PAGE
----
The United States Marine Corps is in the midst of the most significant restructuring in its nearly 225-year history. Pivoting away from the kinds of long, grinding land campaigns that defined American involvement in the Middle East, the Corps is instead regrouping and retooling for a future combat scenario that would see them face off against a peer rival in the western Pacific: China.
Rather than counterinsurgency operations, the Marine Corps would be tasked with surveilling the vast Pacific Ocean and conducting search and destroy-type missions against PLAN vessels.
The strategy hearkens back to the Corps’ World War II-era island-hopping campaign that saw tens of thousands of Marines assault entrenched Japanese forces throughout the Pacific. However, this time, the Corps would rely not on massive amphibious island assaults but rather small groups of highly trained, highly autonomous Marines flitting from island to island armed with Naval Strike Missiles.
In Marine Corps hands, the NSM has paired well with an entirely different platform: the Joint Light Tactical Vehicle (JLTV), the Army and Marine Corps Humvee-replacement. In the future, remotely-controlled JLTVs, extensively modified to fire a pair of containerized NSMs, could carry out guard duty. The Corps envisions JLTVs stationed on remote specks of land throughout the Pacific, lying in wait for enemy surface ships, denying them the use of land and impeding moment in the surrounding waters.
The Marine Corps recently validated the JLTV-NSM mating through a live-fire event that sank a decommissioned target ship. Senior Marine leadership said the new capability gives the Corps a "transformative anti-ship capability" that did not previously exist.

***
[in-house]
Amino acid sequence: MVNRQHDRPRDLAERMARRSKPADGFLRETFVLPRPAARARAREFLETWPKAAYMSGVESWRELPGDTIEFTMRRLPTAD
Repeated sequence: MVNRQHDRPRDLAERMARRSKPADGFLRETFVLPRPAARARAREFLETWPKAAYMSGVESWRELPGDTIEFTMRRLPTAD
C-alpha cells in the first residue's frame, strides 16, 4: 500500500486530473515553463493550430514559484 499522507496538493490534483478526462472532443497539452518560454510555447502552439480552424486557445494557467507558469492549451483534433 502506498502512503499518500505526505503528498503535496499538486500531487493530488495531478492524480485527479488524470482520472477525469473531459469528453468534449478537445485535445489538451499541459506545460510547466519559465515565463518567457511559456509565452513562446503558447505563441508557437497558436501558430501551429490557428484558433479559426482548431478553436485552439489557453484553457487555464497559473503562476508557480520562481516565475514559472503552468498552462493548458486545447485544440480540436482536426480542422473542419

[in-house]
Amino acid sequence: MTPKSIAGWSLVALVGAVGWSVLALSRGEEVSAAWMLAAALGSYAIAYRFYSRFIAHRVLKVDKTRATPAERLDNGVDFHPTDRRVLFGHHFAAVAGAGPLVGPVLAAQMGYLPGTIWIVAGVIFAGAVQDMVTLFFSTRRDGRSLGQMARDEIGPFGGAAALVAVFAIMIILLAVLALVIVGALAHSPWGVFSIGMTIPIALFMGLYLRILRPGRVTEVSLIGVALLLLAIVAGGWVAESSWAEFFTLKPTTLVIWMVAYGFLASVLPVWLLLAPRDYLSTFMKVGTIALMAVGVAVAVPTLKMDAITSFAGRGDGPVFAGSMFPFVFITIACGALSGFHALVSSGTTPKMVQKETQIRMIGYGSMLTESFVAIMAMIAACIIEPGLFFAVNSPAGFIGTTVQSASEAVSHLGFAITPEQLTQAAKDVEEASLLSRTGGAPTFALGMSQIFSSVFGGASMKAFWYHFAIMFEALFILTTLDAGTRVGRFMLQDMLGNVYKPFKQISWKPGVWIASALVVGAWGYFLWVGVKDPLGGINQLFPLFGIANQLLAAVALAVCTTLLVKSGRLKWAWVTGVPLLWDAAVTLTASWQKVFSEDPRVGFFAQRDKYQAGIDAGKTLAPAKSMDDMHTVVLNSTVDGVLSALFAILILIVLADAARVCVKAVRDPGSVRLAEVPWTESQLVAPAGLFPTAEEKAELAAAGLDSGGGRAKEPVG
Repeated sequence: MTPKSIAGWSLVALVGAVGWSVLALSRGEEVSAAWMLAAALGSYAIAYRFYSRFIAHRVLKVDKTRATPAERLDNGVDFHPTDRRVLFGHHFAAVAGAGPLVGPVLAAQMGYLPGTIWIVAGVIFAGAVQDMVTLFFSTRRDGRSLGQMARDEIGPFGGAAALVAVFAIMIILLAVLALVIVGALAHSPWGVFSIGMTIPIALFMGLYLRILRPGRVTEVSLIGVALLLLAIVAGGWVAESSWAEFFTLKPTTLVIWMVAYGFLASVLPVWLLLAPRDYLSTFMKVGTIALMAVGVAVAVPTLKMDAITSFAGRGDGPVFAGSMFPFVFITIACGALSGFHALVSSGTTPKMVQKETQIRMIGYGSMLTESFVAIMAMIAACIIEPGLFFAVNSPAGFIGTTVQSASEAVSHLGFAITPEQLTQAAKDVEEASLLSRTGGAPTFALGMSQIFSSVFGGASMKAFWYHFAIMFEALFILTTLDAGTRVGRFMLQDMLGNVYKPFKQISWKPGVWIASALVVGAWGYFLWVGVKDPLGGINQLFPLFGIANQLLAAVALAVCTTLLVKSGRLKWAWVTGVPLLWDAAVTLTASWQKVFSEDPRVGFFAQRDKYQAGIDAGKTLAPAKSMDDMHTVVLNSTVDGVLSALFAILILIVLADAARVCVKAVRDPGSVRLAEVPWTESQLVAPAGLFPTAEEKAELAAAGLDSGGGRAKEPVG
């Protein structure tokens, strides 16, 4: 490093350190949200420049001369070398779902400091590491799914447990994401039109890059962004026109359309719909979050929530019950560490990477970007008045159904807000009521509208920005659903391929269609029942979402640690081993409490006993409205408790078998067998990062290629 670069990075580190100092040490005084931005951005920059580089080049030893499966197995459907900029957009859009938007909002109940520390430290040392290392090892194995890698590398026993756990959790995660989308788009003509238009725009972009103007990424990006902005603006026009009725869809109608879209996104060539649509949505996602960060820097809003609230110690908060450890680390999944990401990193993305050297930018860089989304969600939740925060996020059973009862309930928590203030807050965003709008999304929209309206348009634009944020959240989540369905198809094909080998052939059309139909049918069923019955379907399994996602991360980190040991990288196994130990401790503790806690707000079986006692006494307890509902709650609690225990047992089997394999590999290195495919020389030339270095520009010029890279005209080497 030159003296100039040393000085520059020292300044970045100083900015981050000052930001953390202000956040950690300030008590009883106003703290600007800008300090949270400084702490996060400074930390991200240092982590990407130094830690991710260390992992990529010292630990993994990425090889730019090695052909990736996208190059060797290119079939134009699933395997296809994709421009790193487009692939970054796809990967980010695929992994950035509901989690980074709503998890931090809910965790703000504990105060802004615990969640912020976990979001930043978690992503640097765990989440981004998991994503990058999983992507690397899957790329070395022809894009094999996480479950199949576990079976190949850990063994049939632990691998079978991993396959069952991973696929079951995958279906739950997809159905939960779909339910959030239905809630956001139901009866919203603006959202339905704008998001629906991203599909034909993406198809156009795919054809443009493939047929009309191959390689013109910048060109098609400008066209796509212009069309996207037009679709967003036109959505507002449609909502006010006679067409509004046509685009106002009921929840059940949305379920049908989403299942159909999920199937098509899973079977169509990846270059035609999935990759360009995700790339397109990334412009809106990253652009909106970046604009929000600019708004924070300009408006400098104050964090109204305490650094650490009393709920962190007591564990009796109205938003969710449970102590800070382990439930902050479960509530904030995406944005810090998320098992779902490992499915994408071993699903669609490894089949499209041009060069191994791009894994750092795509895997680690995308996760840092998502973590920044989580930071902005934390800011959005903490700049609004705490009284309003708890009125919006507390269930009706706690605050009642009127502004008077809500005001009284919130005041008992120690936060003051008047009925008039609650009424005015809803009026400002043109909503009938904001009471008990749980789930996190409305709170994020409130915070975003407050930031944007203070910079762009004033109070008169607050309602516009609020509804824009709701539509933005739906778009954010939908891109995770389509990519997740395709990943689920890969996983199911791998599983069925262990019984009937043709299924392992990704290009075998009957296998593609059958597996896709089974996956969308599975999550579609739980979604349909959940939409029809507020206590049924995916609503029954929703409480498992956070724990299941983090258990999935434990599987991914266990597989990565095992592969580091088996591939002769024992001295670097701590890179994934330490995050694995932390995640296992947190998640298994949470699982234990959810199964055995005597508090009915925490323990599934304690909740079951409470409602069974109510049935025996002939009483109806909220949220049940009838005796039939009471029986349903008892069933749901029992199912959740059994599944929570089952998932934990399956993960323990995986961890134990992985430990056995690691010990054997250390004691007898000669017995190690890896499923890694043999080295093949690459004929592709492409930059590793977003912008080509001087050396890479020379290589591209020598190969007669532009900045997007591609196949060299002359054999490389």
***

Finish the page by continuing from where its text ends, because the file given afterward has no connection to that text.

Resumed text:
The test also demonstrated that NSM-equipped JLTVs could conduct rapid roll-on, roll-off deployments in remote, austere locations, much like on the kinds of islands that dot the Pacific.
Currently, Naval Strike Missiles arm the U.S. Navy’s Littoral Combat Ships and the Marine Corps’ modified JLTV prototypes. In the future, however, the missile’s compatibility with other platforms is on track to expand. For example, the Navy’s still-in-development Constellation-class of frigates are likely to receive NSMs, which, if accepted, would form one of the class’ primarily anti-ship weapons.
A similar, air-launched variant of the NSM is also in development. In addition, though the modified missile has thus far been validated only on the F-16 Falcon fighter, the Navy has expressed a desire to arm their F-35 stealth fighters with the missile. If realized, the Navy could bring a formidable anti-ship capability to bear from air, land, and sea, all via essentially the same munition.
The People’s Liberation Army Navy is right to take note of the Naval Strike Missile. It is difficult to detect, extremely agile, and hard to shoot down—and if a conflict in the Pacific were to erupt, the NSM would play a crucial role for the United States Navy and Marine Corps as their anti-ship weapon of choice.
Caleb Larson is a multimedia journalist and Defense Writer with The National Interest. He lives in Berlin and covers the intersection of conflict, security, and technology, focusing on American foreign policy, European security, and German society.